I really struggled with the latter, despite allegedly being a fan of science fiction. Although I’ve tended to shy away from hard military science fiction. With one or two exceptions, of course (Ender’s Game, for example). For the most part, Yoon Ha Lee’s book left me cold. I just couldn’t like the characters or care about the universe they lived in. Mostly because it, and I respect it for this, dives into a new universe without much explanation. There are so many concepts and there is so much unfamiliar terminology that it made my brain hurt: calendrical rot; formation instinct; amputation weapons; Hexarchate, and more. There’s nothing wrong with this of course, but I just found it too difficult to relate to any of the characters, mostly because I was trying to work out if any of it made sense. I’m still not sure if it did, having finished the book. Others have reviewed Ninefox Gambit and explained it in ways I didn’t quite see myself. Now I’m not dumb (I’ve two post-graduate qualifications), but I just didn’t see what Yoon Ha Lee’s book was about at first. It seemed to be about military tactics and people’s relationships with technology, but I couldn’t work out if it was anti-war, for example, even tho’ there are clear horrors described. This is as science fiction as stories come. It is space ships and aliens (or maybe post-humans, I’m not sure) and technology and metaphor and unpronounceable names.

I thoroughly enjoyed Whitehead’s story. Although enjoyed is probably not the correct description. But it was mostly because Cora is a terrific character. And boy does Whitehead not hold back on the horrors the age. His characters really suffer. They are raped, mutilated, whipped, humiliated and degraded. And sometimes, there is a slave-on-slave crime. When Cora and Caesar escape, they find the underground railroad that takes them on a series of journeys where Cora faces her past and her future. They are separated. People who protect Cora suffer. She is eventually captured by Ridgeway but again, finds herself free. There is nothing in this book that is fantastical (although for me, how one human can treat another human as Whitehead describes is almost beyond belief – if not for the news I witness today) or even magical realism. I wondered if it might be a little steampunk, with the railway being some unexplained technology that shouldn’t exist. But no. It is certainly not traditional science fiction.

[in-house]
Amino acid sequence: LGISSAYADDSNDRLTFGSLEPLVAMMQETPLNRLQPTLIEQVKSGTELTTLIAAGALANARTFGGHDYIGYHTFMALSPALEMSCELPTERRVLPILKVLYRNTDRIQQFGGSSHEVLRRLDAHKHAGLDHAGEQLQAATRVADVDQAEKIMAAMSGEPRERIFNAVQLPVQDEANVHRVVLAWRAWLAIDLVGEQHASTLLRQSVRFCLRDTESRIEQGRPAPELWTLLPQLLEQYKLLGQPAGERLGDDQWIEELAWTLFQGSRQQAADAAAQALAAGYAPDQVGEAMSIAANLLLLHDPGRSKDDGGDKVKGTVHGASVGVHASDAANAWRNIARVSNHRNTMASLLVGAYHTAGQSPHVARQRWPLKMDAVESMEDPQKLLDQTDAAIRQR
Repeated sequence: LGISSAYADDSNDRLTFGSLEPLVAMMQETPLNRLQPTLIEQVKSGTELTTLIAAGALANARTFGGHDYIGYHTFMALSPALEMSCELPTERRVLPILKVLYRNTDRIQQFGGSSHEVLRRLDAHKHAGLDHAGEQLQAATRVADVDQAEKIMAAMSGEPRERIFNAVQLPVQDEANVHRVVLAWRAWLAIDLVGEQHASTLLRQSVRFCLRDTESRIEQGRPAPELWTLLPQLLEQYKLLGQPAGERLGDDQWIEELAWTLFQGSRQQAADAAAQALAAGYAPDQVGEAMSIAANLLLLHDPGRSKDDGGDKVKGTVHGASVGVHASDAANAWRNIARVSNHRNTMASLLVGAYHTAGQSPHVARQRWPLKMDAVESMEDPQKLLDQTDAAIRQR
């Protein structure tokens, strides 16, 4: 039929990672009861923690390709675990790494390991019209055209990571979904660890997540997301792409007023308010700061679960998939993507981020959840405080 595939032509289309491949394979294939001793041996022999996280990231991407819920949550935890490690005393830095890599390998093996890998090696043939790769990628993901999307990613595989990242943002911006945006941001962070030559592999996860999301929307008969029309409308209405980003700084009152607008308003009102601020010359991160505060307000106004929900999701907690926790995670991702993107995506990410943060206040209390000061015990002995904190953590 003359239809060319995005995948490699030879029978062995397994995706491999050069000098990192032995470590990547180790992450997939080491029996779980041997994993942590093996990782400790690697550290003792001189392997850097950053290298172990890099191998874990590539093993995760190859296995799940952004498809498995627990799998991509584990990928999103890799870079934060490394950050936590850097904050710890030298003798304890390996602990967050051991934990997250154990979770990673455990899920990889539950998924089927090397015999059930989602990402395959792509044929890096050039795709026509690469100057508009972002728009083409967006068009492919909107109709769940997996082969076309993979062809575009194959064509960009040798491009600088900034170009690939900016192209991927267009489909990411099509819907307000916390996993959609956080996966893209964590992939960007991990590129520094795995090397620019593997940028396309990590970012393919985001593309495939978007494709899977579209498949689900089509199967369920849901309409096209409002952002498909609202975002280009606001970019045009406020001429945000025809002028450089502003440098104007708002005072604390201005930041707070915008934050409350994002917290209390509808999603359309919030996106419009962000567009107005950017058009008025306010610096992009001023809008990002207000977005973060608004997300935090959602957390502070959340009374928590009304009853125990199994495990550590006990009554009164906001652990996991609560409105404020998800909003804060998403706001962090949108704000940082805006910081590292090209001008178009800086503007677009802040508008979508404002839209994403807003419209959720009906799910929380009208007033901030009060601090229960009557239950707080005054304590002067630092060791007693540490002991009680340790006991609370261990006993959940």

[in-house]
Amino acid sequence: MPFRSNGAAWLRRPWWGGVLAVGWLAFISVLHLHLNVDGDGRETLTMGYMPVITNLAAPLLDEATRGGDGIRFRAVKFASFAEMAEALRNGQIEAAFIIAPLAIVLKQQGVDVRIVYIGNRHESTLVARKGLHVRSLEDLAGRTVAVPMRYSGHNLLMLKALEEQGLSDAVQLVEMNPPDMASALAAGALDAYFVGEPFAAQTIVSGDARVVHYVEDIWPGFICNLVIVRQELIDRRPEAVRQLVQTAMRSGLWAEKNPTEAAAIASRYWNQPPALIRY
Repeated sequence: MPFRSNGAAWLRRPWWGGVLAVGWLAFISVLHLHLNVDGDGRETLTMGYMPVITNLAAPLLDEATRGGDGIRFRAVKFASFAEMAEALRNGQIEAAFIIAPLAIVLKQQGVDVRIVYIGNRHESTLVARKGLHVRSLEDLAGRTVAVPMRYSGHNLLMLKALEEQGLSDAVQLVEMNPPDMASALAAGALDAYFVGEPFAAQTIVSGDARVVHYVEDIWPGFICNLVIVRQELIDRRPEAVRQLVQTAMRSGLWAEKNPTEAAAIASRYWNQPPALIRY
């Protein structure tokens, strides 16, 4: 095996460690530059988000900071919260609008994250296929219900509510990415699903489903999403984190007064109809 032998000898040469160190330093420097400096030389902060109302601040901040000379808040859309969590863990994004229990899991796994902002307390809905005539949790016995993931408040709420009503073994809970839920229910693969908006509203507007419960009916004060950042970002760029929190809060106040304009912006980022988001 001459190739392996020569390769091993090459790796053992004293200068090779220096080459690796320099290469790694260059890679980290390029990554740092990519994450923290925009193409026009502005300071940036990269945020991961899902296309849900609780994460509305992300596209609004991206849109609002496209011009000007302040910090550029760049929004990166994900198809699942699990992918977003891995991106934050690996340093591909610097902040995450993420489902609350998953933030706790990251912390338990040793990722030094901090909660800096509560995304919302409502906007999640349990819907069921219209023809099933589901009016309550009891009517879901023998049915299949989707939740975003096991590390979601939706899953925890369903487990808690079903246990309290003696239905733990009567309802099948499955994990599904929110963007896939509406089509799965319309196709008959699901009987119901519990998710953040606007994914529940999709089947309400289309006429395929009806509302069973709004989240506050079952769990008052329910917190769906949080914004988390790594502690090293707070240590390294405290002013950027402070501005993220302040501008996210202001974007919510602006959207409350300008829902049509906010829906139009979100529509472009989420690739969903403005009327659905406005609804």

But then is Philip K Dick’s The Man in the High Castle? There is nothing science fiction about the actual plot of that classic, other than the setting. However, it does address the concept of multiple universes. I love that book. I’ve not read a lot of alternative histories, so beyond this, I can’t comment.

What do these books have in common, then, if anything? Imagination of the authors in telling their particular story. But that could be said about any work of fiction. I’ve pondered this a little and three words come to mind: fear, power, numbers.

Cheris exhibits fear, as does Cora. Power and who has it is a major theme. In Whitehead’s novel, some states have more black slaves than white free folk, but it is the power the whites have over the blacks that is key. Which is also a numbers game. And in Ninefox Gambit, society is based on mathematical concepts and the calendar. The rulers use the calendar to keep the little people in line. So is theme what makes something science fiction? I’ve always said no. I’ve always said science fiction needs to have some rational difference to it that isn’t in our world (fantasy’s differences don’t need to be rational or even an internal logic). Maybe I’m wrong?

Both books are written with conviction and brilliance, but in contrasting styles. I’ll pick the same page from both books:

Ninefox Gambit:Tell me about the class 22-5 mothdrives. If the Pale Fracture weren’t a calendrical dead zone, they would almost be good enough to fuel a whole new wave of expansion.”

The Underground Railroad: Ultimately, the pigs did them in. They were following the rut of a hog trail when the white men rushed from the trees.”

They both use language as a powerful force, but the former is often incomprehensible, the latter is beautifully shocking. The shocks in Ninefox are distant (such as the continued reference to the dead general slaughtering his own troops), while in Underground they are powerfully personal, such as Cora’s time in the Hob, or the injuries slaves suffer.

Ninefox GambitNinefox Gambit shows me clearly that I’m not a fan of this kind of fiction, no matter how brilliantly it is written. Finer minds than mine seem to like it. Award winning writer Abigail Nussbaum, for one, seems to get it (read her review of the sequel here). Had Whitehead not won the Clarke Award, I’d never have picked it up (I’d previously found his Zone One zombie novel tedious beyond belief). But it’s an excellent book, fully deserving of its success. In today’s world, it has a scary prescience, of course.

I’m still not convinced it should be classed as genre or speculative fiction, even if it is alt-history. At best, The Underground Railroad is set in a universe an nth of a fraction from ours. Is that enough? Some would say of course. There is a huge amount of truth in the book, but the exact same story could have been told with the railroad as the historically accurate metaphor it is. Whatever the shelf these books belong on, only a few will enjoy Ninefox Gambit, if they can figure out what’s going on. There might be truth in it, but you need to dig hard and have patience. Few might say that they actually enjoy The Underground Railroad – far too brutal for enjoyment – but it is the far superior read.